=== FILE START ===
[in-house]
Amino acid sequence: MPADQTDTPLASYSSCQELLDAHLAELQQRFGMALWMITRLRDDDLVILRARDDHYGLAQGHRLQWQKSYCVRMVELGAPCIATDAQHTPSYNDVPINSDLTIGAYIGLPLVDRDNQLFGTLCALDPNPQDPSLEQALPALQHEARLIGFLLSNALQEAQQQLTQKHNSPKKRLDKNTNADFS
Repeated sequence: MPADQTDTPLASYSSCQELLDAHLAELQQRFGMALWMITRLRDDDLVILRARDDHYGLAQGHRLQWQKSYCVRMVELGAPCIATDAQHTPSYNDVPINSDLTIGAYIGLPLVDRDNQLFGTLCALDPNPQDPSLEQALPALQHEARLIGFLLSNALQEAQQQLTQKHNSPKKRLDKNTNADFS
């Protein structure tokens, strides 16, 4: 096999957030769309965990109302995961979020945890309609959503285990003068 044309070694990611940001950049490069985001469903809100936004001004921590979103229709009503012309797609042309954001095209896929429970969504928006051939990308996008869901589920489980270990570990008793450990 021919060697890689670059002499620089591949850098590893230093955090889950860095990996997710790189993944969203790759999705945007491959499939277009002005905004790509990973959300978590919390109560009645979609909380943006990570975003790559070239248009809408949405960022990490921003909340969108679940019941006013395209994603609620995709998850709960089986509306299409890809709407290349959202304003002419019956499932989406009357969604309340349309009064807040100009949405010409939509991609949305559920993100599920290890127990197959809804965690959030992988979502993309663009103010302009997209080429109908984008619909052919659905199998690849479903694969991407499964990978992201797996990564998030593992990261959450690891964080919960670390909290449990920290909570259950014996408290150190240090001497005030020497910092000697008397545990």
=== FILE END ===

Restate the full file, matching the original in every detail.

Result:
[in-house]
Amino acid sequence: MPADQTDTPLASYSSCQELLDAHLAELQQRFGMALWMITRLRDDDLVILRARDDHYGLAQGHRLQWQKSYCVRMVELGAPCIATDAQHTPSYNDVPINSDLTIGAYIGLPLVDRDNQLFGTLCALDPNPQDPSLEQALPALQHEARLIGFLLSNALQEAQQQLTQKHNSPKKRLDKNTNADFS
Repeated sequence: MPADQTDTPLASYSSCQELLDAHLAELQQRFGMALWMITRLRDDDLVILRARDDHYGLAQGHRLQWQKSYCVRMVELGAPCIATDAQHTPSYNDVPINSDLTIGAYIGLPLVDRDNQLFGTLCALDPNPQDPSLEQALPALQHEARLIGFLLSNALQEAQQQLTQKHNSPKKRLDKNTNADFS
């Protein structure tokens, strides 16, 4: 096999957030769309965990109302995961979020945890309609959503285990003068 044309070694990611940001950049490069985001469903809100936004001004921590979103229709009503012309797609042309954001095209896929429970969504928006051939990308996008869901589920489980270990570990008793450990 021919060697890689670059002499620089591949850098590893230093955090889950860095990996997710790189993944969203790759999705945007491959499939277009002005905004790509990973959300978590919390109560009645979609909380943006990570975003790559070239248009809408949405960022990490921003909340969108679940019941006013395209994603609620995709998850709960089986509306299409890809709407290349959202304003002419019956499932989406009357969604309340349309009064807040100009949405010409939509991609949305559920993100599920290890127990197959809804965690959030992988979502993309663009103010302009997209080429109908984008619909052919659905199998690849479903694969991407499964990978992201797996990564998030593992990261959450690891964080919960670390909290449990920290909570259950014996408290150190240090001497005030020497910092000697008397545990």